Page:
1. GENERAL HEADING: Language: Sounds, Structure, Meter

2. TITLE OF EXERCISE: "Iambic Walk"

3. GOALS: To create confidence in speaking Shakespeare's verse.

4. NUMBER OF STUDENTS: Whole class as long as you have a clear walking space, empty stage, or rehearsal room.

5. EQUIPMENT AND SUPPLIES: A drum or tambourine helps but is not necessary.

6. CLASS TIME NEEDED: Fifteen minutes, but can be extended by more complicated examples, if necessary.


A. To create an awareness of the difference between pace and rhythm, and to pump up the pulse, start with a simple walking exercise. Each player walk as if balancing a pot on the head and at a specific pace based on a scale of 1 through 5; 1 as slow as possible, 2 a little faster, 3 medium purposeful walk, 4 a little faster than medium, 5 as fast as possible, but not running. The leader calls out the number to vary the pace. Players walk through the area at that pace, always turning and coming through the center. When two players meet face to face, they should make eye contact and squat then rise again, still maintaining the pace and still balancing the imaginary pots on the head. Always end with a longish section at 4 or 5 to pump up the energy and the pulse.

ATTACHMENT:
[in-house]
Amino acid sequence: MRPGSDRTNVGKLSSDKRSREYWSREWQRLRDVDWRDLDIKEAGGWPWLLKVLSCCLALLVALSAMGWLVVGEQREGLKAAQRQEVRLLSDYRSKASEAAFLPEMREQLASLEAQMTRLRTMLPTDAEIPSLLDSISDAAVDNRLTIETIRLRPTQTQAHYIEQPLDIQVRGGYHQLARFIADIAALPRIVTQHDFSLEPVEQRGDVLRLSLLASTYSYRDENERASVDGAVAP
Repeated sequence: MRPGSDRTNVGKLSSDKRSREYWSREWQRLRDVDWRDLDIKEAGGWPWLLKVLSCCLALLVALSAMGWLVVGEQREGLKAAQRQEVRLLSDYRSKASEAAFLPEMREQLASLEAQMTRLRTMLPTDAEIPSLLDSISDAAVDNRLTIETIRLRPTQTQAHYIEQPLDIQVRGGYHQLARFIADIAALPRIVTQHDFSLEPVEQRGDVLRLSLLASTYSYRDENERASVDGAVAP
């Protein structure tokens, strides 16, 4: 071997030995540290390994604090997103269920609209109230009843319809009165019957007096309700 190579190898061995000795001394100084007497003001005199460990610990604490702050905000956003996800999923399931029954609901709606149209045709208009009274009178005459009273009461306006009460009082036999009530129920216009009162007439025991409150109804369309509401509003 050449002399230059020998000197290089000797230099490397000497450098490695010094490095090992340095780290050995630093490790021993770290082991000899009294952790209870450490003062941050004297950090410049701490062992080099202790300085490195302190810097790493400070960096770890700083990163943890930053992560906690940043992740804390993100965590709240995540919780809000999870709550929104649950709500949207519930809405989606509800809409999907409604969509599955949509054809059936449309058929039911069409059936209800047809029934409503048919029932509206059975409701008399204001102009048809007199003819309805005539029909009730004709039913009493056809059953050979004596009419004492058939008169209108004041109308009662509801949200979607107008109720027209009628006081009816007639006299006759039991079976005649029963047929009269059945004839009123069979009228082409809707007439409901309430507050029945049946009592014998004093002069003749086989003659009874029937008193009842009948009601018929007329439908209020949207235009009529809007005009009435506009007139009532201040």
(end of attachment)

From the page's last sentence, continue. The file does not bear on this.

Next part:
B. Now arrange the players on each side of the space and ask each to locate and feel his/ her pulse ( for example, just below the ear, or on the wrist.) Players now walk across the space repeating aloud "I am, I am, I am, I am, I am". After 5 "I am"s turn and walk back in the other direction, again repeating 5 "I am"s aloud. Continue this process, always turning after 5 "I am's" ( some may prefer 5 times "ball/ full" --for "ball of foot/full foot." Keep this going for some time, and, if you have a drum or tambourine, accelerate the pace from time to time.C. Now substitute a standard, modern English iambic line, such as,

"Why don't you take your big feet off that chair ?"

Then replace this with any regular Shakespeare iambic line, such as,

"Shall I compare thee to a summer's day."

8. POINTS FOR OBSERVATION, DISCUSSION: Follow up with discussion of basic rhythm patterns of English speech and Shakespeare's blank verse. Explore more complicated, irregular examples.

9. SOURCE/REFERENCE: Various teachers at Shakespeare & Co., work with Ellen O'Brien, various ideas derived from Linklater, Berry, Rodenburg.


John Frederick Nims. Western Wind:An Introduction to Poetry, 2nd. ed. Chapter 9. (Random House, 1983).

John Barton. Using the Verse videotape (Films for the Humanities, 1990).

George T. Wright. Shakespeare's Metrical Art (U. Cal. Press, 1988).

11. VARIATIONS: Each student/player can bring his/her own Shakespeare sonnet or speech to next session and work on pacing it out to the iambic walk. Discuss various shifts from regular meter.